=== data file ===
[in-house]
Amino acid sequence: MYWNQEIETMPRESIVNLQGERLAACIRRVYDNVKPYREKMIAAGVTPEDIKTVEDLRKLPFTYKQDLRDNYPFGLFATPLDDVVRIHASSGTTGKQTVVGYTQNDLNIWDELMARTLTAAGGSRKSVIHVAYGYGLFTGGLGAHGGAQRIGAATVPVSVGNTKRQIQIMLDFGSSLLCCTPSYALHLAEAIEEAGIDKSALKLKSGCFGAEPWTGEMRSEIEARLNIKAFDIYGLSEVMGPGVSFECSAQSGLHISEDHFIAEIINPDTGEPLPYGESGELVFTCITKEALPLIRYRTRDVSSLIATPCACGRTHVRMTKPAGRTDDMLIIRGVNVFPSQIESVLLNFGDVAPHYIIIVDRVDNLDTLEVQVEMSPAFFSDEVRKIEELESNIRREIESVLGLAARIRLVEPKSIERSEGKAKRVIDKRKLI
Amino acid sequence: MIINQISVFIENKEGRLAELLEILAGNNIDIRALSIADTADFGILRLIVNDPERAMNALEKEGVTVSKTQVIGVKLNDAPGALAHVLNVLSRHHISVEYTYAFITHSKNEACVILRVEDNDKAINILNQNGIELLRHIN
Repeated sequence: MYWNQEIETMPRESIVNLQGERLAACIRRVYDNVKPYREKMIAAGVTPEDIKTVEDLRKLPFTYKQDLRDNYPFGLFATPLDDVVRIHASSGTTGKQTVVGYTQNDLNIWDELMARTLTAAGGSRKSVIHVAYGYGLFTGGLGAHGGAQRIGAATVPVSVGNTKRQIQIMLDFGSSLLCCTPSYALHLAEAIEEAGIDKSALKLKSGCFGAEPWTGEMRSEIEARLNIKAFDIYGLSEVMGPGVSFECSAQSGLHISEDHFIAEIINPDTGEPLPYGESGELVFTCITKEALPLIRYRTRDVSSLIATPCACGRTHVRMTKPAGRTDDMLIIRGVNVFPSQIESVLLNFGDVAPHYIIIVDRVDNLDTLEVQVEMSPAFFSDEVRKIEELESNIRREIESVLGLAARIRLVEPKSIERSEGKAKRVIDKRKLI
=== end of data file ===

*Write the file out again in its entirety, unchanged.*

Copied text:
[in-house]
Amino acid sequence: MYWNQEIETMPRESIVNLQGERLAACIRRVYDNVKPYREKMIAAGVTPEDIKTVEDLRKLPFTYKQDLRDNYPFGLFATPLDDVVRIHASSGTTGKQTVVGYTQNDLNIWDELMARTLTAAGGSRKSVIHVAYGYGLFTGGLGAHGGAQRIGAATVPVSVGNTKRQIQIMLDFGSSLLCCTPSYALHLAEAIEEAGIDKSALKLKSGCFGAEPWTGEMRSEIEARLNIKAFDIYGLSEVMGPGVSFECSAQSGLHISEDHFIAEIINPDTGEPLPYGESGELVFTCITKEALPLIRYRTRDVSSLIATPCACGRTHVRMTKPAGRTDDMLIIRGVNVFPSQIESVLLNFGDVAPHYIIIVDRVDNLDTLEVQVEMSPAFFSDEVRKIEELESNIRREIESVLGLAARIRLVEPKSIERSEGKAKRVIDKRKLI
Amino acid sequence: MIINQISVFIENKEGRLAELLEILAGNNIDIRALSIADTADFGILRLIVNDPERAMNALEKEGVTVSKTQVIGVKLNDAPGALAHVLNVLSRHHISVEYTYAFITHSKNEACVILRVEDNDKAINILNQNGIELLRHIN
Repeated sequence: MYWNQEIETMPRESIVNLQGERLAACIRRVYDNVKPYREKMIAAGVTPEDIKTVEDLRKLPFTYKQDLRDNYPFGLFATPLDDVVRIHASSGTTGKQTVVGYTQNDLNIWDELMARTLTAAGGSRKSVIHVAYGYGLFTGGLGAHGGAQRIGAATVPVSVGNTKRQIQIMLDFGSSLLCCTPSYALHLAEAIEEAGIDKSALKLKSGCFGAEPWTGEMRSEIEARLNIKAFDIYGLSEVMGPGVSFECSAQSGLHISEDHFIAEIINPDTGEPLPYGESGELVFTCITKEALPLIRYRTRDVSSLIATPCACGRTHVRMTKPAGRTDDMLIIRGVNVFPSQIESVLLNFGDVAPHYIIIVDRVDNLDTLEVQVEMSPAFFSDEVRKIEELESNIRREIESVLGLAARIRLVEPKSIERSEGKAKRVIDKRKLI